Lastly, the Summer Fox. Represented here by the swift fox. It is one of the smaller species of fox. It occupies the drier regions of North America. There is another fox called a kit fox, which some argue might be just a smaller breed of swift fox. They look nearly identical, with some slight variations in ear size and body weight. Summer is a time of heat and activity. The legs of the fox are adapted for running. It requires a great amout of stamina, and fox can trot along for a long time without appearing exhausted. The swift fox, by name, seems to embody this idea of energy very well. Also, the swift and the kit foxes have very large ears. They are designed to help rid the body of excess heat, another adaption to address the hot months of summer. This painting depicts a swift fox, trotting along in a field.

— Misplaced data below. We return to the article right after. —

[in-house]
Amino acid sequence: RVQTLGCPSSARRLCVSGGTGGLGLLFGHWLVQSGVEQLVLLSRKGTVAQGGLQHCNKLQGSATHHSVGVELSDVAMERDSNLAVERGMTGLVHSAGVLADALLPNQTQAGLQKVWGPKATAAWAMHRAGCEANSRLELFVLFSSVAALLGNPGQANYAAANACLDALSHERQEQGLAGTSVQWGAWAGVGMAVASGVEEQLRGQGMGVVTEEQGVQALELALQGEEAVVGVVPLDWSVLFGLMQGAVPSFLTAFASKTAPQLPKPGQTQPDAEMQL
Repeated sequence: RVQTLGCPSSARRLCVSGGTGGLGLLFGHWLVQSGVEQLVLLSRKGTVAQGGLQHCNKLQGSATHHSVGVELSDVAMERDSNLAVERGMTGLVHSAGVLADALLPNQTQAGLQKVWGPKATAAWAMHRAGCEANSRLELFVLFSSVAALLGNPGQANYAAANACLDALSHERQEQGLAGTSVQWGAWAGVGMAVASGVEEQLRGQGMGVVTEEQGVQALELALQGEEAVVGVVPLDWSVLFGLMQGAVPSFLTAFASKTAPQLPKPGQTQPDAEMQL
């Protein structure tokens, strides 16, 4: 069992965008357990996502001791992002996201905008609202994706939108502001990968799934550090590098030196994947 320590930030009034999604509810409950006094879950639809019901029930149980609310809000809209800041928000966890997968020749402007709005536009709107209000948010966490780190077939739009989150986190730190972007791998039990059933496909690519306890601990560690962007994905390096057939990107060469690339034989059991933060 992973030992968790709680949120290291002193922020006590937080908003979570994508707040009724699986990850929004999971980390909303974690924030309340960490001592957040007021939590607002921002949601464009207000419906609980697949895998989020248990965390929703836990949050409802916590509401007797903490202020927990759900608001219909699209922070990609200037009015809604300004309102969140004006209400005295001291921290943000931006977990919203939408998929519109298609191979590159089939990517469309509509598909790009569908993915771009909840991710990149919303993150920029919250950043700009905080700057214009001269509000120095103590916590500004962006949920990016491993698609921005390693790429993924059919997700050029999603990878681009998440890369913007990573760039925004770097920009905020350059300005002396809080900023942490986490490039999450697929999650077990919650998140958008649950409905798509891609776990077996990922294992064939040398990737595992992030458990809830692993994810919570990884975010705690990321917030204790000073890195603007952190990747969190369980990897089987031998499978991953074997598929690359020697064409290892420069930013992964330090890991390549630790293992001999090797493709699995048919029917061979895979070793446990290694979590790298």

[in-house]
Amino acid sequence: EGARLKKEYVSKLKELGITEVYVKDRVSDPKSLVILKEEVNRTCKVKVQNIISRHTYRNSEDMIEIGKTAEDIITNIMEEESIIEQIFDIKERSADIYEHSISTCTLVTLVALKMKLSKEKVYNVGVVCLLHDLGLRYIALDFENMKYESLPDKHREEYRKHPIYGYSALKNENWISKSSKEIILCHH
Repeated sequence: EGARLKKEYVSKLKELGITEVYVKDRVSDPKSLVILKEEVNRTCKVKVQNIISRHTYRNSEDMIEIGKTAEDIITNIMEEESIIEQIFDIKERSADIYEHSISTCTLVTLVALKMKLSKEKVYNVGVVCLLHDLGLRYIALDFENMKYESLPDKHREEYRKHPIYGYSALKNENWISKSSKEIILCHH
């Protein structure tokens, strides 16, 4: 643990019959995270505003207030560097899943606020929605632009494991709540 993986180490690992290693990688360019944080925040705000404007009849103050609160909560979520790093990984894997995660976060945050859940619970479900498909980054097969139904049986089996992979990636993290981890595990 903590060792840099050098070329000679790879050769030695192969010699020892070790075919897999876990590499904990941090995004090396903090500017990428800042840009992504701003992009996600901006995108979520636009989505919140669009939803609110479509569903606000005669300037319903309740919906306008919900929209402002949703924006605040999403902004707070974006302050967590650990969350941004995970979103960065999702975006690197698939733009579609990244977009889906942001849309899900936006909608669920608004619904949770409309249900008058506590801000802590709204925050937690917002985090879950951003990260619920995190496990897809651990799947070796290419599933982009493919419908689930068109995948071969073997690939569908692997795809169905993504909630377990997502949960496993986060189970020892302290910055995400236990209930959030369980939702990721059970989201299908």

January & February is usually devoted to my meditation stroke paintings. I will be discussing the process and posting new stroke paintings in the next couple entries to keep an eye out for those. In addition to the stroke paintings I will be continuing to develop work on my series From Beyond the Ninth Wave.

It should be an exciting year!